As vibrant and energetic as it is hard-hitting and gritty, Northern Soul immerses you into one of the liveliest subcultures in Britain from start to finish. Set in the otherwise bleak 70s Lancashire, the film showcases the music, dancing, drama and drugs that brought together a generation of alienated youths. John (Langridge), is a disaffected schoolboy looking for something more. Cue reckless, decadent Matt (Josh Whitehouse), who introduces him to the Northern Soul movement. Their friendship grows and the two set about following their dream of traveling to the States to seek out rare records to start their own club. Of course, sucked in by the high energy scene brewing, this leads them onto one hell of a ride.
It is a film as much about finding yourself as it is about the music, although the two undoubtedly go hand in hand. The soundtrack is at the forefront and it doesn’t fail to deliver: packed with fast-paced, toe-tapping American soul, it couldn’t be more authentic. Visually, the performance matches, with an abundance of captivating dance sequences. The film inevitably calls out to those who lived through the scene, and to those of you who didn’t, it will make you wish that you had. It crosses through the generations with its anti-establishment, community-focused basis, and this highly anticipated film has already leapt into the UK Box Office Top 10 despite its limited release.
As the directorial debut of photographer Elaine Constantine, it is clear to see her talents cross through the mediums. Her striking cinematography is complemented by her close attention to detail; from the perfectly accurate sets, carefully chosen outfits, right down to the raucous nights out in Wigan Casino. The shots are all beautifully constructed, with a particular focus on the characters. The shot of complete admiration when Langridge first sees Whitehouse dancing upon their meeting encapsulates that feeling of being completely lost in music and how something seemingly so simple can definitively change a person’s life.
Though laced with brazen British humour and upbeat sounds, there are shocking twists which, for the most part, add excellently executed drama into the character’s lives, showing the despairs of drug binges, undercover cops and broken friendships. However, the story does feel disjointed at points, as it sometimes too abruptly descends into the darker side. Ultimately, the film is not depressing, for as much as it throws you into speed-fuelled all-night parties then slams you in the face with its harsh realities, it is the movement that brings everything back together. It feels reminiscent of Trainspotting with its bold realism, and fits right into this rising sub-genre of nostalgic British youth films.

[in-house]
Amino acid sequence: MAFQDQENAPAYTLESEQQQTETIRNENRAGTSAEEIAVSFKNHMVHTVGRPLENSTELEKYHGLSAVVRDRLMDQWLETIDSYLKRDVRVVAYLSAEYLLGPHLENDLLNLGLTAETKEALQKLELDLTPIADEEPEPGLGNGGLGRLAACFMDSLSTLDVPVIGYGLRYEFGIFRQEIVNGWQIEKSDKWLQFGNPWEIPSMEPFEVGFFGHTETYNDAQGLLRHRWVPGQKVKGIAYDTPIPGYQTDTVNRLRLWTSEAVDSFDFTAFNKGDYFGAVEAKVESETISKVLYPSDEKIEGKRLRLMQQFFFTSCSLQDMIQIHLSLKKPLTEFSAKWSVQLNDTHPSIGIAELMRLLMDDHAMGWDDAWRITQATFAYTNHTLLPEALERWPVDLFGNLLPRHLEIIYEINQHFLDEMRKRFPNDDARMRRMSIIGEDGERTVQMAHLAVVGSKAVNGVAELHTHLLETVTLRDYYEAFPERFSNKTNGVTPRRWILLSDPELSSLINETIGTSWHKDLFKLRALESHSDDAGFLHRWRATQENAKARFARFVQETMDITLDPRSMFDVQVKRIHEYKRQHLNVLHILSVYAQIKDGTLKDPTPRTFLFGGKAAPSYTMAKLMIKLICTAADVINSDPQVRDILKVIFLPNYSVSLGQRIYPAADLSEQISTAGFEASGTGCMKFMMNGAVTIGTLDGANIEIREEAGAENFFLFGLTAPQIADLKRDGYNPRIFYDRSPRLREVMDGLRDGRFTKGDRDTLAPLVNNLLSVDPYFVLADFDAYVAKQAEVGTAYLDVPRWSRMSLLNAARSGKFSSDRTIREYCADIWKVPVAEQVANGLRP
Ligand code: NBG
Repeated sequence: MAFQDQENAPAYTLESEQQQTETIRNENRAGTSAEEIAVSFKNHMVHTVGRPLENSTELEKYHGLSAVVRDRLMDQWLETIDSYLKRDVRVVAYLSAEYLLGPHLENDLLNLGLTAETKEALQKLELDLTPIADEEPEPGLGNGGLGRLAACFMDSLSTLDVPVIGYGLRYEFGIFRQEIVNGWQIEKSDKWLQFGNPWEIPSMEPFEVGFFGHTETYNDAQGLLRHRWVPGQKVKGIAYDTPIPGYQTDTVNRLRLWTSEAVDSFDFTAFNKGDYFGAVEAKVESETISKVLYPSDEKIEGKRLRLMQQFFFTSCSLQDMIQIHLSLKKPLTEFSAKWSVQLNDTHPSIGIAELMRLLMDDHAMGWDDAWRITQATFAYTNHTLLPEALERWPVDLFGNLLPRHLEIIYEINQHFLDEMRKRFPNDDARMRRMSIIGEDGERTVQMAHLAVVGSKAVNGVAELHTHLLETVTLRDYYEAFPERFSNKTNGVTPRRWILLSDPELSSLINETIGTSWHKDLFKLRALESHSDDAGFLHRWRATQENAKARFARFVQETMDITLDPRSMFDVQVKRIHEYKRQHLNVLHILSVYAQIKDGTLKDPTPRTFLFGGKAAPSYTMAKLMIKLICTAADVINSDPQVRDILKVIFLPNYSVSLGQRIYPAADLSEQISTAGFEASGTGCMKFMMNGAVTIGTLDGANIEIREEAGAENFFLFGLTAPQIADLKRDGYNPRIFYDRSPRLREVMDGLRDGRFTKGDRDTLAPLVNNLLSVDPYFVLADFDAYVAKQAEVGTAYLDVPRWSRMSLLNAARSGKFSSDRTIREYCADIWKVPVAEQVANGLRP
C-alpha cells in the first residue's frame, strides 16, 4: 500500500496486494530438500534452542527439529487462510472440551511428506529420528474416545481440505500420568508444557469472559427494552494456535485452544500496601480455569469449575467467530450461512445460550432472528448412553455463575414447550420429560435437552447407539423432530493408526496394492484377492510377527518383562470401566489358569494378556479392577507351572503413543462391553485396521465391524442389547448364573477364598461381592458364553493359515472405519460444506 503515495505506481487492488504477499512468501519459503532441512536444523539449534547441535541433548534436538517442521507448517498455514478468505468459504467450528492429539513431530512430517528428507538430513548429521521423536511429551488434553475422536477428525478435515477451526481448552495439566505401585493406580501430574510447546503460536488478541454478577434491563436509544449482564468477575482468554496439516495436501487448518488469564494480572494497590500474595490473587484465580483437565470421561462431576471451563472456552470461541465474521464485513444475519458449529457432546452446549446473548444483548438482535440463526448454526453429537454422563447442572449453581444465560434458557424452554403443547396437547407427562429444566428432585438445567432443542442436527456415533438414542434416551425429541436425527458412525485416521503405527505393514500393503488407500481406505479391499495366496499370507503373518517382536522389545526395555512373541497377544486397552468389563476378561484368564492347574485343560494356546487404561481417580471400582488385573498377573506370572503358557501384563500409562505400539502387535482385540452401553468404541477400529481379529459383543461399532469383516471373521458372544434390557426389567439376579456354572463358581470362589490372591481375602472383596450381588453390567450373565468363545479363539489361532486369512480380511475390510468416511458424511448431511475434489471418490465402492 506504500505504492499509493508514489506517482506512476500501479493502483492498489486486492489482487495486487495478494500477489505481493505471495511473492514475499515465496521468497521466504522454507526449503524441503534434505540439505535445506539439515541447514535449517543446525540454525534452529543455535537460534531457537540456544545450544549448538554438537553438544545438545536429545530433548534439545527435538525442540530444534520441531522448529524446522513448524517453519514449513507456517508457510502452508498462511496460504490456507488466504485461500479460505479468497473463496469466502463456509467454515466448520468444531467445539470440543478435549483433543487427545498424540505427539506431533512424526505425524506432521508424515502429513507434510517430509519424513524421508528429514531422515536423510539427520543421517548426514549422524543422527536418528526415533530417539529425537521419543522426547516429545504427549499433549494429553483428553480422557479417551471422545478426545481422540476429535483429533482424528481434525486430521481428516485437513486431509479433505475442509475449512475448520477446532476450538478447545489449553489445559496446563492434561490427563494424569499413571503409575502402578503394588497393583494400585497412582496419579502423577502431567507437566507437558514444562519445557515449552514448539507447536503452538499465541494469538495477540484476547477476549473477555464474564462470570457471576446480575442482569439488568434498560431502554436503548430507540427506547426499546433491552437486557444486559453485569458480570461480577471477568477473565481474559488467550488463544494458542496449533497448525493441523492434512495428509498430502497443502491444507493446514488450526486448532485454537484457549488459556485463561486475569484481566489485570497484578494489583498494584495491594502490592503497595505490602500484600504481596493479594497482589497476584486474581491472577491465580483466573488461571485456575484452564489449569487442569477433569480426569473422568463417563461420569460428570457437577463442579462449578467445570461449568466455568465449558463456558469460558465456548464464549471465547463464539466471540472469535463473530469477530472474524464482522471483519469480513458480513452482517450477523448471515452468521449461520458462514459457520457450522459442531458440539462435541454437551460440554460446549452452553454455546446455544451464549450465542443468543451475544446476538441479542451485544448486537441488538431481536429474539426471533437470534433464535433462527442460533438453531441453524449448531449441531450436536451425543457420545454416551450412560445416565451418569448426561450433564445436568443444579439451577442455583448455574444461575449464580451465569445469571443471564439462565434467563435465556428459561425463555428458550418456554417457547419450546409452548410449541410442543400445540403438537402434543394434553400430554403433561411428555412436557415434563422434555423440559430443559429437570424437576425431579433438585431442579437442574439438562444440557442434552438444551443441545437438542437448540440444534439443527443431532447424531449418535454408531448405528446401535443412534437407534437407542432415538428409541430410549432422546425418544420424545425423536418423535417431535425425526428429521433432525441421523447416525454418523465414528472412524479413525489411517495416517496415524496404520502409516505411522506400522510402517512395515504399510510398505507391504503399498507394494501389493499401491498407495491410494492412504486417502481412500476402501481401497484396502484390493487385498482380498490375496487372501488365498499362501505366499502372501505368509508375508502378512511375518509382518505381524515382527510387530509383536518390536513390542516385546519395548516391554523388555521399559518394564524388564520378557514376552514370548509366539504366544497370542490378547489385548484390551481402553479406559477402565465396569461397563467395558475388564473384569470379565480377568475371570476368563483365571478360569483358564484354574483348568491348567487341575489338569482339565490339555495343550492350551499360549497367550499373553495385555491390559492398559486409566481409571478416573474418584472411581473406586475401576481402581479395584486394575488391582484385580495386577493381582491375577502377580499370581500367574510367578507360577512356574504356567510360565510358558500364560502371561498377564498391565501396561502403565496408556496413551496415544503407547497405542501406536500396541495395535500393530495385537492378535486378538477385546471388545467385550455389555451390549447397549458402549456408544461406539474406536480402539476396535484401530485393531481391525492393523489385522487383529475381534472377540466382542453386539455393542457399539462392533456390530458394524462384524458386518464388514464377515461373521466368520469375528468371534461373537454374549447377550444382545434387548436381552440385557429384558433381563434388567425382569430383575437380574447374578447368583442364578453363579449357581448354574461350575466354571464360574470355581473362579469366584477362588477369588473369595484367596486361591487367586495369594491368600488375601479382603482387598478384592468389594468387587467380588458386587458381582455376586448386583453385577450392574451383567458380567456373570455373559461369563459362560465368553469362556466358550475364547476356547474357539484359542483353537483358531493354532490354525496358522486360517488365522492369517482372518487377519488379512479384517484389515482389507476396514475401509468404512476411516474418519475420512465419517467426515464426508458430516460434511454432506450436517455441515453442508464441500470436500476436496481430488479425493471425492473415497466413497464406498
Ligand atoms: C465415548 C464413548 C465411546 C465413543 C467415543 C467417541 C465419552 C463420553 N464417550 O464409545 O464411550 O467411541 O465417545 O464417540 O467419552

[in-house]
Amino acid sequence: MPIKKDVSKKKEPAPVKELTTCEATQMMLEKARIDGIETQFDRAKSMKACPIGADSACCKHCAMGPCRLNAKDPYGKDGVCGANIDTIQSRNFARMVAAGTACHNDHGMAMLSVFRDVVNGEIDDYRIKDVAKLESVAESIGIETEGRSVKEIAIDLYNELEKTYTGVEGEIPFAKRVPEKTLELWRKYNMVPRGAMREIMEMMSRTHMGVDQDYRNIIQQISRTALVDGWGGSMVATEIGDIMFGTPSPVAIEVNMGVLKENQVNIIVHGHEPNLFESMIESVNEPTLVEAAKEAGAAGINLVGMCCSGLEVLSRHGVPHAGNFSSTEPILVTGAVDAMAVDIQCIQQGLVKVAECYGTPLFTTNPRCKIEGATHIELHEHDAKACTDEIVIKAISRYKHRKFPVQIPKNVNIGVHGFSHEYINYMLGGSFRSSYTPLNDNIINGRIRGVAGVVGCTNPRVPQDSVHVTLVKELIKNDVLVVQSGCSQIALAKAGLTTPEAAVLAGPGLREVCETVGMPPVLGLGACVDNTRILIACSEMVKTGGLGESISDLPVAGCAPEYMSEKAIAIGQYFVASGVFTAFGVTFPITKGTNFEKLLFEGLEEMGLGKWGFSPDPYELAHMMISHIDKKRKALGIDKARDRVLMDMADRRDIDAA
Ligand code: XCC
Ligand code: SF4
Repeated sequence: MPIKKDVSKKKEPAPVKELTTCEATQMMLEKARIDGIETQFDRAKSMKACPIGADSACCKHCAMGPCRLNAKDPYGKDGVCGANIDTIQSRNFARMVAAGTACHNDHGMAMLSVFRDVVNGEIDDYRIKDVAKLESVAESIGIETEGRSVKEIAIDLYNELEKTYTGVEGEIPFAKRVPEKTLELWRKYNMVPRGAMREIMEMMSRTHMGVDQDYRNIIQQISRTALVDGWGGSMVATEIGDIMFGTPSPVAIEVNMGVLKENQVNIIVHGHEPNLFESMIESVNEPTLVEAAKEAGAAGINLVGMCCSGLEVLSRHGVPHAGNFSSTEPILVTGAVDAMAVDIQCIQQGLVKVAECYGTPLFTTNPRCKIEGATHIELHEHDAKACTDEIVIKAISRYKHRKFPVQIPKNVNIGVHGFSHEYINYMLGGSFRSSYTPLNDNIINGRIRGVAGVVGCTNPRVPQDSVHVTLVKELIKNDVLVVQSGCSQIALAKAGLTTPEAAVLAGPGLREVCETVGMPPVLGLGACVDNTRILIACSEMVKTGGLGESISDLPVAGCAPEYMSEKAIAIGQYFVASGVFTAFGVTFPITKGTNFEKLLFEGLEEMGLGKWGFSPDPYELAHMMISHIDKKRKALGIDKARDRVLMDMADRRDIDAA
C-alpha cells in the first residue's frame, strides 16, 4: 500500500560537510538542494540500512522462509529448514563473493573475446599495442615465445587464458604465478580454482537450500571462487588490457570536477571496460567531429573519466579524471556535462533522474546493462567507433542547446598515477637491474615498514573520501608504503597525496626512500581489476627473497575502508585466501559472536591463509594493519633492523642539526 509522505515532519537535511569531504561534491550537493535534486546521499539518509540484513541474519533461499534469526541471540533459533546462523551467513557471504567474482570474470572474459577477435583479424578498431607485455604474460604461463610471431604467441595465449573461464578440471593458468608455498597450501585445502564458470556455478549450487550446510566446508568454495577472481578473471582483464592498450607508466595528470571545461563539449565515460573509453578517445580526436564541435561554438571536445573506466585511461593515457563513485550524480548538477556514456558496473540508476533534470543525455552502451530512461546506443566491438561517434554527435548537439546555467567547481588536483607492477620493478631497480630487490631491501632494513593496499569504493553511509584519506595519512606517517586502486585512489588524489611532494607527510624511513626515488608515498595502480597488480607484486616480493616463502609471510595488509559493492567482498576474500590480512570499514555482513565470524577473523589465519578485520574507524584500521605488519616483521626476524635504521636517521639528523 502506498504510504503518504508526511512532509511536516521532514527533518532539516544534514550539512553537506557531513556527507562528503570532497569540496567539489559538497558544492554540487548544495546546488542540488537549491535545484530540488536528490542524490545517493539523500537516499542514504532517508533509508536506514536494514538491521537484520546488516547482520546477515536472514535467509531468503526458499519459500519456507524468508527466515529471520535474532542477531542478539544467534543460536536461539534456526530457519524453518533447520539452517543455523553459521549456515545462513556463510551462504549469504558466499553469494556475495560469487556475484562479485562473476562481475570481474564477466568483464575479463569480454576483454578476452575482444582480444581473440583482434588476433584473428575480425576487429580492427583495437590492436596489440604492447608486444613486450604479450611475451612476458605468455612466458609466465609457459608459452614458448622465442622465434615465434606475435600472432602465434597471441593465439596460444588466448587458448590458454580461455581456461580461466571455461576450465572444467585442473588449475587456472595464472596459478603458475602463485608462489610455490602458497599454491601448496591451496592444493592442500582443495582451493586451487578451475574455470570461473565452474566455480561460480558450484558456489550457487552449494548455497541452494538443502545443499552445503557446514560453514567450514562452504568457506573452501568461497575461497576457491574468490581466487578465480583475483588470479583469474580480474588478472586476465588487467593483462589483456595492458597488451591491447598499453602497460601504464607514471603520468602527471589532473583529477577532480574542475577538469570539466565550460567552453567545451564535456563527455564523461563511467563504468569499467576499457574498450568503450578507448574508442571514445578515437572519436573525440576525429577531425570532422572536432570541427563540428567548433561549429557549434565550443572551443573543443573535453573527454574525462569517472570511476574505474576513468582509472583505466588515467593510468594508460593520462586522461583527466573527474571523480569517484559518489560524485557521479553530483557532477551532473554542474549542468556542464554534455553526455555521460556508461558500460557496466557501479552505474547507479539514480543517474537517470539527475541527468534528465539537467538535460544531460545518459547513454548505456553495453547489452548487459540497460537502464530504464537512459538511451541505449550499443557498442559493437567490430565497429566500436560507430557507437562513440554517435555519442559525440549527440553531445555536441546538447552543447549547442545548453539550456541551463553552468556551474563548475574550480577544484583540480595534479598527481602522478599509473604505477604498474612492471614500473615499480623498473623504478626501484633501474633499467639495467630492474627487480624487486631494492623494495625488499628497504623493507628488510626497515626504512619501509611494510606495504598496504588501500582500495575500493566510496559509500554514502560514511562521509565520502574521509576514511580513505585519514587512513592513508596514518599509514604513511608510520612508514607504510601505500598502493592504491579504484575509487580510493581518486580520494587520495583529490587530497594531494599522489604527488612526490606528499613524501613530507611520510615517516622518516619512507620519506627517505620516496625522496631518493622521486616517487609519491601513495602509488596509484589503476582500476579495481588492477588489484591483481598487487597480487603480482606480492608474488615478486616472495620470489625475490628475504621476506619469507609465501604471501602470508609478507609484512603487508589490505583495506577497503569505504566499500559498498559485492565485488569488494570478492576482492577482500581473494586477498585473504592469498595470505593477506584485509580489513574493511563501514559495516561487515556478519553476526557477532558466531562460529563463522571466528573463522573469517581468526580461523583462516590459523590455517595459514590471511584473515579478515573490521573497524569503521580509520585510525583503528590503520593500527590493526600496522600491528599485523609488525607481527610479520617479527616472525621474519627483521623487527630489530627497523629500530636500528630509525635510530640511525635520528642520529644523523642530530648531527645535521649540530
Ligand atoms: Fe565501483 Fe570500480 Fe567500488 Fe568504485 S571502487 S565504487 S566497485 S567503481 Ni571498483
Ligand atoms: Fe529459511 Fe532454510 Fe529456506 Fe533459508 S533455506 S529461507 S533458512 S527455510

Brilliant performances are given from all the cast, especially by the two leads. Langridge changes in front of us from a timid, disillusioned teen into a passionate, confident soulie. By the end, it feels as if we have truly grown up alongside him, we feel a real connection and a part of their worlds. Whitehouse, who co-stars as his crazed best friend, also delivers a powerful, at times shocking, performance filled with fiery dialogue. The pair are thrilling to watch as they navigate their way through this fast-paced culture alongside a strong supporting cast featuring Steve Coogan, Jack Gordon and Antonia Thomas.
Overall it is a wonderfully crafted film, both authentically recreating the atmosphere and vibe of the Northern Soul scene and telling a compelling story about the people involved. It does what so many other films fail to do: it gives you pure passion with every scene, with every piece of dialogue and with each piece of carefully constructed footwork. Prepare yourselves for a vivacious, beat-heavy, amphetamine-fueled journey. As the film shouts out to us, “This is underground, but it’s gonna be massive!”